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Reducing Costs in the Hockey Budget

By Dan Pollard, 04/24/18, 2:15PM EDT

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Photo Credit: Brian Woo

Organized sports are one of the many ways we can help our kids develop character, build friendships and stay active and healthy. But for many of us, the high price of these activities can put a strain on finances. Our sport is one that gets constant attention for its cost to play.

With equipment, registration and ice costs, the price of playing hockey can add up quickly. However, there are a number of ways that associations and teams can balance the hockey budget by determining what’s important to spend money on from an individual and team perspective.

One of the first factors that has an effect on the cost of playing is how involved you want to be.

“That is certainly something we hear quite a bit. In cases for people that haven’t been involved in hockey, it’s a perception that is a barrier that may keep them from signing their son or daughter up in minor hockey,” said OMHA Executive Director Ian Taylor. “I think you have to dive in a little bit deeper to that. I think like any activity, if it’s an activity that you’re going to be engaged in at a more serious level, you’re going to be doing it four or five times a week, it’s going to cost more.”

"I think there’s separating the cost that I would call secondary. We all want to be part of a team and have the team jacket and the tracksuit. Personally, as a coach, I’d rather see that team budget go into whether we needed additional ice time or someone coming in to work with our goalies."

There are options that exist that can reduce the costs for families. Playing house or local league cuts down on the amount of practices and games and can allow for budget to be spent elsewhere, perhaps even a second extra-curricular activity.

Another budgeting tip to keep in mind is establishing price points for what to spend on equipment. While there is a $300 hockey stick available, players don’t need the top of line, most expensive model. Regardless of the price, safety is always the top priority when looking at equipment. Coaches and trainers are educated on equipment fitting to ensure players are safe on the ice.

When it comes to younger players, they often aren’t wearing out the equipment, rather they are simply outgrowing it. Many associations host equipment drives or exchanges that families can take advantage of.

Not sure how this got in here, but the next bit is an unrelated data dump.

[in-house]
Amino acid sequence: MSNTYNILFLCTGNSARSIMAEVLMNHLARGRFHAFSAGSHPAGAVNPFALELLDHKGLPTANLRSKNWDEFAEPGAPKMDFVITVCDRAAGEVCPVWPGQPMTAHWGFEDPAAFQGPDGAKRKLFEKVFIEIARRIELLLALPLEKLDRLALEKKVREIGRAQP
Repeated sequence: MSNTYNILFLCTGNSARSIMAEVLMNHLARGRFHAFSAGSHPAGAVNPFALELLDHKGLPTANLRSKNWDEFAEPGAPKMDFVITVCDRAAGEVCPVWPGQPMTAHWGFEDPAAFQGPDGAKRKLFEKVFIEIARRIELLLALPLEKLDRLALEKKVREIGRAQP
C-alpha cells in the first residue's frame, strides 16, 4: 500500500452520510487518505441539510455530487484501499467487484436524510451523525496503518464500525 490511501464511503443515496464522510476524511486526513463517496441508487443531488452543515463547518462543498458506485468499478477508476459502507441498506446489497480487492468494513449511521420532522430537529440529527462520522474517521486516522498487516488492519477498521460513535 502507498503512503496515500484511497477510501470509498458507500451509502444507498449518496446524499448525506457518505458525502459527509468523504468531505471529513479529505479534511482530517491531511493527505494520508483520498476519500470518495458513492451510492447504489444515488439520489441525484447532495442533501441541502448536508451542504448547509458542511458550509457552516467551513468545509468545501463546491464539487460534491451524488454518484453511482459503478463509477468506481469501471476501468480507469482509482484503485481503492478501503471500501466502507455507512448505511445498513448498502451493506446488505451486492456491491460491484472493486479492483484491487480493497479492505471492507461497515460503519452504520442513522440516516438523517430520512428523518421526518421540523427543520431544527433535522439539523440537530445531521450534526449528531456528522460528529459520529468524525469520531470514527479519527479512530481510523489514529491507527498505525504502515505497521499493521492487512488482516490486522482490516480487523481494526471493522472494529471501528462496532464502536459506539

“I think there’s separating the cost that I would call secondary. We all want to be part of a team and have the team jacket and the tracksuit. Personally, me as a coach, I’d rather see that team budget go into whether we needed additional ice time or someone coming in to work with our goalies before we get all the secondary stuff,” said Taylor. “We don’t want to take away from the experience of the kids and being part of a team but sometimes I think that stuff goes overboard.”


Photo Credit: Ted Woo/Picture Day Photography

“The way kids are going to best enjoy the sport and keep coming back is by learning skills, feeling confident, having a sense of improvement, that’s what’s going to keep them coming back. The other elements, I think balance, like everything, is probably in order.”

It’s important for associations to maximize their use of ice time. Teams can incorporate off-ice training (weather permitting) for activities like conditioning and team building. When running drills or scenarios, coaches can stop the play and walkthrough with the players to explain without having to worry about how ice time is being used. Players can even work on stickhandling and passing off the ice while focusing on skating on the ice.

For those looking externally for extra help on the ice through guest instructors, that can be another cost added during the season. Kevin Hamilton, Director of Hockey Development with the OMHA, suggests reaching out to coach mentors and using other resources in order to build up from the inside.

“People’s perceptions, sometimes when they bring in outside instructors and skill development people, there’s a perception that because we’re paying extra for this, it’s got to be better,” said Hamilton. “I think we do a really good job of offering educational opportunities to our coaches. I think if we help build their skill base and their confidence in terms of delivering these skills, there should be less of a need to engage outside ‘experts’.”


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ABOUT THE AUTHOR

Dan Pollard is the host of Breakaway, The Minor Hockey Podcast. His passion for hockey led him to volunteer as a coach and administrator while his professional career has allowed him to cover the game at various levels with CBC, Sportsnet, the NHL Network and TSN. You can currently hear Dan every morning on 105.5 Hits FM in Uxbridge.

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